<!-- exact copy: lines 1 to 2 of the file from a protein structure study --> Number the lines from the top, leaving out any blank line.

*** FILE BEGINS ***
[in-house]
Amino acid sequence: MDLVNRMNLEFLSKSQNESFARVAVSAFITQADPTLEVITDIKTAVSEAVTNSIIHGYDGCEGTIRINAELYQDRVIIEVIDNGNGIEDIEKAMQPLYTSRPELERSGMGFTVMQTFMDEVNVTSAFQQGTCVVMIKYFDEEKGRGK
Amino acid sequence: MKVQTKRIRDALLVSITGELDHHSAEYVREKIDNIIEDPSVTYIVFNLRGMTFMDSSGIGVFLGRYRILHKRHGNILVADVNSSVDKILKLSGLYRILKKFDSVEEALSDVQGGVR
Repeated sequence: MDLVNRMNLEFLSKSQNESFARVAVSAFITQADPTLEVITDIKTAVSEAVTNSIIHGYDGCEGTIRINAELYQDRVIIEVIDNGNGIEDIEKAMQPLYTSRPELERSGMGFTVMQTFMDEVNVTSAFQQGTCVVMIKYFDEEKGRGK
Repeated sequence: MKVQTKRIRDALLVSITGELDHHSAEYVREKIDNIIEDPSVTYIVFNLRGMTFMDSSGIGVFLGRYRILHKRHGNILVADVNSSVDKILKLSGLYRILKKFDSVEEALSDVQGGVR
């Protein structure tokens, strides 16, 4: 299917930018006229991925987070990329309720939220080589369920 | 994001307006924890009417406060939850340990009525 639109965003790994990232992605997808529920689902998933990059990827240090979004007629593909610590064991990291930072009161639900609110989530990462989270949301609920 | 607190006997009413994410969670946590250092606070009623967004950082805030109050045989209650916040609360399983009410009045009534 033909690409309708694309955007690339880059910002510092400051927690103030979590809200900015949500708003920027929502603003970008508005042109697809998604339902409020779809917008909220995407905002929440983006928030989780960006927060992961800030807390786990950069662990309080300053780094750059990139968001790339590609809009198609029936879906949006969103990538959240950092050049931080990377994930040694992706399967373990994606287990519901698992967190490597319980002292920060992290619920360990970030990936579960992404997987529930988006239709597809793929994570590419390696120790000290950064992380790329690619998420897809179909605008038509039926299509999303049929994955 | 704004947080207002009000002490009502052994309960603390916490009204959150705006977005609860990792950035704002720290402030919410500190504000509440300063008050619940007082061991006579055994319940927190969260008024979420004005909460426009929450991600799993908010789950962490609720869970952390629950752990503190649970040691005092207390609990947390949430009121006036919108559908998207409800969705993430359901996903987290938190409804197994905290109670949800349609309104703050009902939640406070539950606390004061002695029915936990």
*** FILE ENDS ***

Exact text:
[in-house]
Amino acid sequence: MDLVNRMNLEFLSKSQNESFARVAVSAFITQADPTLEVITDIKTAVSEAVTNSIIHGYDGCEGTIRINAELYQDRVIIEVIDNGNGIEDIEKAMQPLYTSRPELERSGMGFTVMQTFMDEVNVTSAFQQGTCVVMIKYFDEEKGRGK